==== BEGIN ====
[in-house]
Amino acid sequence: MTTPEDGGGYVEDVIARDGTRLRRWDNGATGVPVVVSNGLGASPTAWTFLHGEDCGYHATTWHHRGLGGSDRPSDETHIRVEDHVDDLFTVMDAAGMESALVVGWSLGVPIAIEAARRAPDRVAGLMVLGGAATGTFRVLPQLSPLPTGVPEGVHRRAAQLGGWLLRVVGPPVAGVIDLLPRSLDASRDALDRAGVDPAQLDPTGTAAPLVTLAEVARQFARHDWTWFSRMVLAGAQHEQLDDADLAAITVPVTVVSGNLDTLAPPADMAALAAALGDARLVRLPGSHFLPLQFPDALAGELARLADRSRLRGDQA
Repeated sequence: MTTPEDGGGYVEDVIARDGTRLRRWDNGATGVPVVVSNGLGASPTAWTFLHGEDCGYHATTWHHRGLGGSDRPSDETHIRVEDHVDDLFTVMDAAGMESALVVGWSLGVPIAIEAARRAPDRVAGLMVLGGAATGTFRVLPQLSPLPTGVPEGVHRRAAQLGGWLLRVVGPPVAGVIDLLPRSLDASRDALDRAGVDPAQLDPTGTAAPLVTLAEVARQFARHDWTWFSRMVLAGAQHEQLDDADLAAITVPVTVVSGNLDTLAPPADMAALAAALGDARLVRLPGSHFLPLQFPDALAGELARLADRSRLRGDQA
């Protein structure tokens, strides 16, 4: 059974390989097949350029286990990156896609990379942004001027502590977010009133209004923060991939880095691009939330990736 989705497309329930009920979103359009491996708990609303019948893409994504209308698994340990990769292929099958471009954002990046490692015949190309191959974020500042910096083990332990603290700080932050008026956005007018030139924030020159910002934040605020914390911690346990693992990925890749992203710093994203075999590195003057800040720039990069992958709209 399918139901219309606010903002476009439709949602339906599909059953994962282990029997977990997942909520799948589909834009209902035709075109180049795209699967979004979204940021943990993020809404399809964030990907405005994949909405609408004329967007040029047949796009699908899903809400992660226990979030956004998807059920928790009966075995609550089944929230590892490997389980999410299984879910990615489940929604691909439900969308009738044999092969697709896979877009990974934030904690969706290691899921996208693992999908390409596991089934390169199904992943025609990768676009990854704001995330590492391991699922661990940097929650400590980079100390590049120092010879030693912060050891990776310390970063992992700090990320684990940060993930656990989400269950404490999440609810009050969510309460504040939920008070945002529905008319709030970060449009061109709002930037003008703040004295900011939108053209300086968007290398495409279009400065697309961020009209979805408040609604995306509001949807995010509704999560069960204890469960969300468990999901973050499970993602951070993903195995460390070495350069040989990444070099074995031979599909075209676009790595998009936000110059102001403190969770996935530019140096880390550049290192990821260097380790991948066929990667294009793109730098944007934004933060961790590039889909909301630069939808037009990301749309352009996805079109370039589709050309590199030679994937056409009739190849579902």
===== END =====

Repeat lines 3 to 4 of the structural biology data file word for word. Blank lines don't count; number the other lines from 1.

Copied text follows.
Repeated sequence: MTTPEDGGGYVEDVIARDGTRLRRWDNGATGVPVVVSNGLGASPTAWTFLHGEDCGYHATTWHHRGLGGSDRPSDETHIRVEDHVDDLFTVMDAAGMESALVVGWSLGVPIAIEAARRAPDRVAGLMVLGGAATGTFRVLPQLSPLPTGVPEGVHRRAAQLGGWLLRVVGPPVAGVIDLLPRSLDASRDALDRAGVDPAQLDPTGTAAPLVTLAEVARQFARHDWTWFSRMVLAGAQHEQLDDADLAAITVPVTVVSGNLDTLAPPADMAALAAALGDARLVRLPGSHFLPLQFPDALAGELARLADRSRLRGDQA
């Protein structure tokens, strides 16, 4: 059974390989097949350029286990990156896609990379942004001027502590977010009133209004923060991939880095691009939330990736 989705497309329930009920979103359009491996708990609303019948893409994504209308698994340990990769292929099958471009954002990046490692015949190309191959974020500042910096083990332990603290700080932050008026956005007018030139924030020159910002934040605020914390911690346990693992990925890749992203710093994203075999590195003057800040720039990069992958709209 399918139901219309606010903002476009439709949602339906599909059953994962282990029997977990997942909520799948589909834009209902035709075109180049795209699967979004979204940021943990993020809404399809964030990907405005994949909405609408004329967007040029047949796009699908899903809400992660226990979030956004998807059920928790009966075995609550089944929230590892490997389980999410299984879910990615489940929604691909439900969308009738044999092969697709896979877009990974934030904690969706290691899921996208693992999908390409596991089934390169199904992943025609990768676009990854704001995330590492391991699922661990940097929650400590980079100390590049120092010879030693912060050891990776310390970063992992700090990320684990940060993930656990989400269950404490999440609810009050969510309460504040939920008070945002529905008319709030970060449009061109709002930037003008703040004295900011939108053209300086968007290398495409279009400065697309961020009209979805408040609604995306509001949807995010509704999560069960204890469960969300468990999901973050499970993602951070993903195995460390070495350069040989990444070099074995031979599909075209676009790595998009936000110059102001403190969770996935530019140096880390550049290192990821260097380790991948066929990667294009793109730098944007934004933060961790590039889909909301630069939808037009990301749309352009996805079109370039589709050309590199030679994937056409009739190849579902």